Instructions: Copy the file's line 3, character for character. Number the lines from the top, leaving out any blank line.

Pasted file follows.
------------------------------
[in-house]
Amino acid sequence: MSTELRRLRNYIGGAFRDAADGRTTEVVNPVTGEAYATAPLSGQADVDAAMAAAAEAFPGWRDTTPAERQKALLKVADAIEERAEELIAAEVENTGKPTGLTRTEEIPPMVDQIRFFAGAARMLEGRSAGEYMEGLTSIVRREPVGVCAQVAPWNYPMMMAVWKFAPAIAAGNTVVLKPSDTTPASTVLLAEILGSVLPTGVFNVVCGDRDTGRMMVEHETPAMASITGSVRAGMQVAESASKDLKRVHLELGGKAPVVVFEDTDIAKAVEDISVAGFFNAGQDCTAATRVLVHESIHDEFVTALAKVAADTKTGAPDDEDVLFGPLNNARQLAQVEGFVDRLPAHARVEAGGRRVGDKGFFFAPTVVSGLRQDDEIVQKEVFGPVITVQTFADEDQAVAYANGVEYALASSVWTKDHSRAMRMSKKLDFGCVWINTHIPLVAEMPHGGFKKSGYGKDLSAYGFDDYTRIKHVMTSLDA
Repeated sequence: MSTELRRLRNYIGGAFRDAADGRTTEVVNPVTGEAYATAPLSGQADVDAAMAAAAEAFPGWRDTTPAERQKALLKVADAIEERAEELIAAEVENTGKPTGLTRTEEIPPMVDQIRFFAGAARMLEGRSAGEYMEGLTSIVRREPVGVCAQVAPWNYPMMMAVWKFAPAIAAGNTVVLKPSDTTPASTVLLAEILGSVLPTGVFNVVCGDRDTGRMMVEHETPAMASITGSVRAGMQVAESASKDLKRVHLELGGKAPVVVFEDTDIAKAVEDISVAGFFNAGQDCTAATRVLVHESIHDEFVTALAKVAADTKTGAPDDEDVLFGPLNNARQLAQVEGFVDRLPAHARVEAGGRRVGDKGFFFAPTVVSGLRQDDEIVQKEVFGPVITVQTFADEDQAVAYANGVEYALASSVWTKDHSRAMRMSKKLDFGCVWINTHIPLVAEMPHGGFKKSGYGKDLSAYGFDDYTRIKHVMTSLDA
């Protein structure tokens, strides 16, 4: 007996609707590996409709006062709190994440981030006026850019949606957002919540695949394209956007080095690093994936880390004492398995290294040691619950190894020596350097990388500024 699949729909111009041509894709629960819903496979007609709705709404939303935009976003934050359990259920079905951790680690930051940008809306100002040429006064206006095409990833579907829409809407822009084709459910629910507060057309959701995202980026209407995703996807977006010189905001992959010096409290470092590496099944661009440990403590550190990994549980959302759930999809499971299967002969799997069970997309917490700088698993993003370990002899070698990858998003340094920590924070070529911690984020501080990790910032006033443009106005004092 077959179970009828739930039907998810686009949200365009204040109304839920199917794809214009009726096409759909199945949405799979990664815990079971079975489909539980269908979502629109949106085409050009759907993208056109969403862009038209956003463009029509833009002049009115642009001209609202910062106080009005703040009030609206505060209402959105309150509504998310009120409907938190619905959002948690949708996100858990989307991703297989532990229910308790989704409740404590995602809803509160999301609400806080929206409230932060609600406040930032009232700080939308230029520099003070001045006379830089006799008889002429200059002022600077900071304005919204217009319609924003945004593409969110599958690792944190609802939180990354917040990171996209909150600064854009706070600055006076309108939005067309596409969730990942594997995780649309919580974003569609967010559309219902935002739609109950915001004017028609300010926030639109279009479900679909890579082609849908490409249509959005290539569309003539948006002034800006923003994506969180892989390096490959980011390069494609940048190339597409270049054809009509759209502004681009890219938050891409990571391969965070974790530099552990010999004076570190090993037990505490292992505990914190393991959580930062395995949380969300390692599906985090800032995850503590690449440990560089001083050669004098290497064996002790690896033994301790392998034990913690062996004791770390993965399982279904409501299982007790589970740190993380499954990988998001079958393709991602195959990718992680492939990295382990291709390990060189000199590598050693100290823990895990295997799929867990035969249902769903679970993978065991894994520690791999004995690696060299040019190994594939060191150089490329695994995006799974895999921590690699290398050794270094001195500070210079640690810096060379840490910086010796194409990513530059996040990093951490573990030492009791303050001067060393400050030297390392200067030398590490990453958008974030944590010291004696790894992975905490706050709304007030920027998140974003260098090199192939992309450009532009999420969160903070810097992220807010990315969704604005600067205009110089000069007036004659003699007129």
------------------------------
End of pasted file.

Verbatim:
Repeated sequence: MSTELRRLRNYIGGAFRDAADGRTTEVVNPVTGEAYATAPLSGQADVDAAMAAAAEAFPGWRDTTPAERQKALLKVADAIEERAEELIAAEVENTGKPTGLTRTEEIPPMVDQIRFFAGAARMLEGRSAGEYMEGLTSIVRREPVGVCAQVAPWNYPMMMAVWKFAPAIAAGNTVVLKPSDTTPASTVLLAEILGSVLPTGVFNVVCGDRDTGRMMVEHETPAMASITGSVRAGMQVAESASKDLKRVHLELGGKAPVVVFEDTDIAKAVEDISVAGFFNAGQDCTAATRVLVHESIHDEFVTALAKVAADTKTGAPDDEDVLFGPLNNARQLAQVEGFVDRLPAHARVEAGGRRVGDKGFFFAPTVVSGLRQDDEIVQKEVFGPVITVQTFADEDQAVAYANGVEYALASSVWTKDHSRAMRMSKKLDFGCVWINTHIPLVAEMPHGGFKKSGYGKDLSAYGFDDYTRIKHVMTSLDA